Anton Chekhov’s Use Of Characterization In His Short Stories

831 words - 4 pages

Anton Chekhov is a Russian writer; he writes short stories. In his short stories he relies on characterization to make his points about a character in few words. Some believe that since no build up of exciting events happen his stories are meaningless. However, Chekhov’s stories are thought by others to be enjoyable. While others think they’re a waste of time to read due to the lack of events happening; I think Chekhov focusing on characters emotions and what they say is much more important. In other words Chekhov primarily uses internal drama rather than external drama. Chekhov avoids doing what so many other writers do which is using lots of details describing the environment, what they wore, their life background; instead, he gives the reader just enough detail to picture the character and gets to the point he’s trying to make.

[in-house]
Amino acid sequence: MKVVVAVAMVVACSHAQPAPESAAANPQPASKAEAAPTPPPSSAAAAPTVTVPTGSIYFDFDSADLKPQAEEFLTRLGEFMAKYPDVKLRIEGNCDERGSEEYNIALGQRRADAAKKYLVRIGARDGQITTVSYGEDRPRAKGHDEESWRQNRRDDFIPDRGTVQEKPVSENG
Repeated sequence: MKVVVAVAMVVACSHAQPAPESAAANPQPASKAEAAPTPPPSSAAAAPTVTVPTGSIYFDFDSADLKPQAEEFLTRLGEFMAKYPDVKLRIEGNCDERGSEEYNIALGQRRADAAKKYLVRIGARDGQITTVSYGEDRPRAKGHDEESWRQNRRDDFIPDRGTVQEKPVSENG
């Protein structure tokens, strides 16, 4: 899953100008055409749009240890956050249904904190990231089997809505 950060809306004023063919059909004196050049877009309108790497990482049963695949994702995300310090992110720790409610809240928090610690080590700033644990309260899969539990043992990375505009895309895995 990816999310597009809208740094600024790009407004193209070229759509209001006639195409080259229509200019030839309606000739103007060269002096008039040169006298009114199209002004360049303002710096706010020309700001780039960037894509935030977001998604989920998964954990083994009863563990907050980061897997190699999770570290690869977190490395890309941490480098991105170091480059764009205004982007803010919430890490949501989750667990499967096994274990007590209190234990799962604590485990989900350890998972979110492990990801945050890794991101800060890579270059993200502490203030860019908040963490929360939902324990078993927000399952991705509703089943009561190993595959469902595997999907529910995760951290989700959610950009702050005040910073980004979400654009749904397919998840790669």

An example of his limited word use occurs in “The Huntsman”. This short story is about an unmarried couple that see each other again years later. The unmarried couple is Yegor Vlassitch and Pelagea; they’re complete opposites. Pelagea is a peasant; meanwhile, Yegor is a hunter that can’t be tied down. When Pelagea sees Yegor she “(springs) out of the earth…and smiles diffidently as soon as she sees the huntsman” (Chekhov 1). The phrase “a happy couple" wouldn’t be an accurate way to describe the two. Regardless, Pelagea loves him very much, so much that she’s delighted when she sees him, “I (haven’t) seen you since… you came…and (you) beat me… (I’ve) been waiting” (Chekhov 1). Despite the fact that he treats her badly, she doesn’t want him to leave again. Meanwhile, the huntsman is in a hurry to leave but before leaving he says he “shall never come (back) sober” (Chekhov 3). Unlike the one sided love in “The Huntsman,” Varya and Sasha, in “Country Cottage” feel that “it all seems like a dream” (Chekhov 5).They’re a typical newlywed married couple that can’t get enough of each other; until, family relatives stop by uninvited and the smiles disappear. Varya and Sasha don’t want to be around one another which is the same way the hunter feels towards Pelagea. I think that age played an important role in their happiness. Maybe once they reach the huntsman’s age they too will lose their spark.
Chekhov focuses on the hunter rather than Pelagea. The huntsman’s...

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